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Dell XPS 12 review

Dell puts a clever (and flawed) spin on the 2-in-1 laptop

Dell XPS 12

Our Verdict

The Dell XPS 12 isn't the most versatile or longest-lasting Windows 10 tablet, but it has a sharp display and the best keyboard of any 2-in-1 laptop.


  • Potent speakers
  • Spectacular display
  • Tactile keyboard


  • Limited 'lapability'
  • Short battery life

TechRadar Verdict

The Dell XPS 12 isn't the most versatile or longest-lasting Windows 10 tablet, but it has a sharp display and the best keyboard of any 2-in-1 laptop.


  • +

    Potent speakers

  • +

    Spectacular display

  • +

    Tactile keyboard


  • -

    Limited 'lapability'

  • -

    Short battery life

Thanks to Microsoft, you can't talk about Windows 10 tablets without mentioning the Surface Pro 4. It's easily one of the best looking slates and it's as powerful as a traditional laptop. Given the Surface series' success, it's no surprise PC makers have come up with similar devices, like the Lenovo IdeaPad Miix 700 and HP Spectre x2.

The Dell XPS 12, however, is one of the most divergent Windows tablets to come out in years. Rather than relying on a kickstand or flimsy, magnetic keyboard, this 12.5-inch slate docks into a rigid keyboard base that does away with the hinge while offering a tactile typing experience on par with a business-grade laptop.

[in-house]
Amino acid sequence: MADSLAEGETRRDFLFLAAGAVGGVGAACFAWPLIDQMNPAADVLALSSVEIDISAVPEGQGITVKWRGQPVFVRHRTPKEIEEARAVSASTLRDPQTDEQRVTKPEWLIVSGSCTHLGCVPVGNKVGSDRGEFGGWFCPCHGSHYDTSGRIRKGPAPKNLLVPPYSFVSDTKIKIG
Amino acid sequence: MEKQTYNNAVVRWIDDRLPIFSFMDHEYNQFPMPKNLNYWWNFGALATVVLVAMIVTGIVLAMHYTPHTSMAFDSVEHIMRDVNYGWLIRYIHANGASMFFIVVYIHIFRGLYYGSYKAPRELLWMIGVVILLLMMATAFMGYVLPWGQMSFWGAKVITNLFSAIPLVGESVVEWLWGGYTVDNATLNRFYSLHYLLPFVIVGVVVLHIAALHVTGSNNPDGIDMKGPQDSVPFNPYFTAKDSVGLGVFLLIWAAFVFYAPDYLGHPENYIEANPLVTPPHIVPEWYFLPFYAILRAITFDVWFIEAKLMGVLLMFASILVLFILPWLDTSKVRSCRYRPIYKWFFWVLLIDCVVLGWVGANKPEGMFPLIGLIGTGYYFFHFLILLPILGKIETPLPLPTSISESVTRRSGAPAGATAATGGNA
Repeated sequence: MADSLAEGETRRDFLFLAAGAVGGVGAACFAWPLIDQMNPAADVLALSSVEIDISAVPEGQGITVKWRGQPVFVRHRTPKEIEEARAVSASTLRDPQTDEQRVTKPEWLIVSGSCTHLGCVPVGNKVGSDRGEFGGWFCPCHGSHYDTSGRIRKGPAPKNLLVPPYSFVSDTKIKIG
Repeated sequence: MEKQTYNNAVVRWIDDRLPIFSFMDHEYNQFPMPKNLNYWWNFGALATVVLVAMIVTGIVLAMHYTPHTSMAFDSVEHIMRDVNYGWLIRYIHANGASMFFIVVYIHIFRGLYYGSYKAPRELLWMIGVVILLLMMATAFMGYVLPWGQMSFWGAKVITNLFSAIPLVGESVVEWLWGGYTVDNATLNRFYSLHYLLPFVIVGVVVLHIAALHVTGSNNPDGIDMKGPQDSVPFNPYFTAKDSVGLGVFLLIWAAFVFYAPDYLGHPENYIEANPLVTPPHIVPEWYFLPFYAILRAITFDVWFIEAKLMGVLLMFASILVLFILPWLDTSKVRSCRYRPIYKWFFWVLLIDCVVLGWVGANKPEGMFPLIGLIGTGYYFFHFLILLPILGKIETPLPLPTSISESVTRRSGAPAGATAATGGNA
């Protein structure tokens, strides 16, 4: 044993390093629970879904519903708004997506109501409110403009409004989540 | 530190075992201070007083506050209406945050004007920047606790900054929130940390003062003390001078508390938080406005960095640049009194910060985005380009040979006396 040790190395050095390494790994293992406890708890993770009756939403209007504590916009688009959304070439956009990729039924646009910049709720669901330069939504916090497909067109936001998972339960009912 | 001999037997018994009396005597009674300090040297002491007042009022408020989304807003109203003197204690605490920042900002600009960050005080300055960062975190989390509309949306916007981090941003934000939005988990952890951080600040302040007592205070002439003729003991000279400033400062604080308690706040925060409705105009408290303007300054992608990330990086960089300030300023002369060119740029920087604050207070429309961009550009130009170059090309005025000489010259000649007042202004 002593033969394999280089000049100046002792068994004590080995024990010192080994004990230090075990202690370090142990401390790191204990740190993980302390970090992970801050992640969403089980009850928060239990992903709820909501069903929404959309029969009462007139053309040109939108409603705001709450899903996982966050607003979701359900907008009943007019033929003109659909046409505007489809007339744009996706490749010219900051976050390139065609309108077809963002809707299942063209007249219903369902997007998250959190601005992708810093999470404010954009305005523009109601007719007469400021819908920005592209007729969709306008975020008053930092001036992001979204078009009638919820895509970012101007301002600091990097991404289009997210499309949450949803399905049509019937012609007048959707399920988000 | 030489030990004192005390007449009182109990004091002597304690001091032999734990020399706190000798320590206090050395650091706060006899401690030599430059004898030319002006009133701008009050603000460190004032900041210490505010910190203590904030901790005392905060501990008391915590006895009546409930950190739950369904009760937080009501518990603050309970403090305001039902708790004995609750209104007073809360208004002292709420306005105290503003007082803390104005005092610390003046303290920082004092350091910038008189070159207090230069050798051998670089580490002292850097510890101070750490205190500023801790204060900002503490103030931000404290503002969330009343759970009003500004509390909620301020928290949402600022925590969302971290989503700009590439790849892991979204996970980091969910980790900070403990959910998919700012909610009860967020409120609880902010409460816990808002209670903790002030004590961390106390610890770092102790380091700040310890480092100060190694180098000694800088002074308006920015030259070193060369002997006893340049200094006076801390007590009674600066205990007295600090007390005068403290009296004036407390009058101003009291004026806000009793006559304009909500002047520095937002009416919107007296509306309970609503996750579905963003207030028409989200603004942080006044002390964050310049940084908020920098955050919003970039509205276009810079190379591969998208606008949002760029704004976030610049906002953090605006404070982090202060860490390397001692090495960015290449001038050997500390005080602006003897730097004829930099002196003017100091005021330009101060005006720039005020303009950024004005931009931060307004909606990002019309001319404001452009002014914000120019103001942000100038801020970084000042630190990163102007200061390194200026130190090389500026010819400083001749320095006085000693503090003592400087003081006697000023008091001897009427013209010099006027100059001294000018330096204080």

Dell XPS 12 review


The Dell XPS 12 is a beautifully sophisticated device, and simultaneously one of the strangest 2-in-1 laptops ever created. Like many hybrid devices before it, the XPS 12 is made up of two disparate parts that split into a 12-inch tablet and a keyboard section called the Premier Base.

However, the big difference is that there is seemingly nothing holding the device's two halves together when you have it on your lap. You won't find any latching mechanisms or prongs to secure the screen to the keyboard. Rather, the screen merely slots in place with a groove cut into the premier base.

Dell XPS 12 review

It's a bit unnerving that there's nothing tangibly holding the device's two halves, but it all works surprisingly well. Through the forces of gravity, friction and a few finely tuned magnets, the base holds the top section of the device snuggly in place while still allowing you to easily lift it off.

Once you get over the fact there isn't a hinge, it begins to feel natural to open and shut the screen. The tablet section almost always aligns – without any fuss – with the bottom portion of the device when folding it closed.

Dell XPS 12 review

The oddest thing about this 12-inch tablet is its large bezels, which is contrary to the infinity screen design seen on the rest Dell's XPS series. However, it makes sense, as the larger edges allow you to hold the slate without accidentally triggering the touchscreen. The top bezel is also particularly large to make way for the tablet's speakers, which I'll touch on more later.

Dell XPS 12 review

All your base are belong to us

Overall, the XPS 12 is a brilliantly designed product that works astonishingly better than you would think it has any right to. But there are some caveats to this design. Because there isn't any hinge, you can forget about tilting the screen to your liking, as it remains at one fixed, 110-degree angle while docked with the base.

A Dell representative explained the company conducted extensive research to find the optimal angle at which most users tilt their screen. Otherwise, you can close the XPS 12 and confidently know the screen will be held securely in place by the premier base. Alternatively, you could flip the tablet section over, so that the display is face up and at a slight angle for drawing with the stylus.

Dell XPS 12 review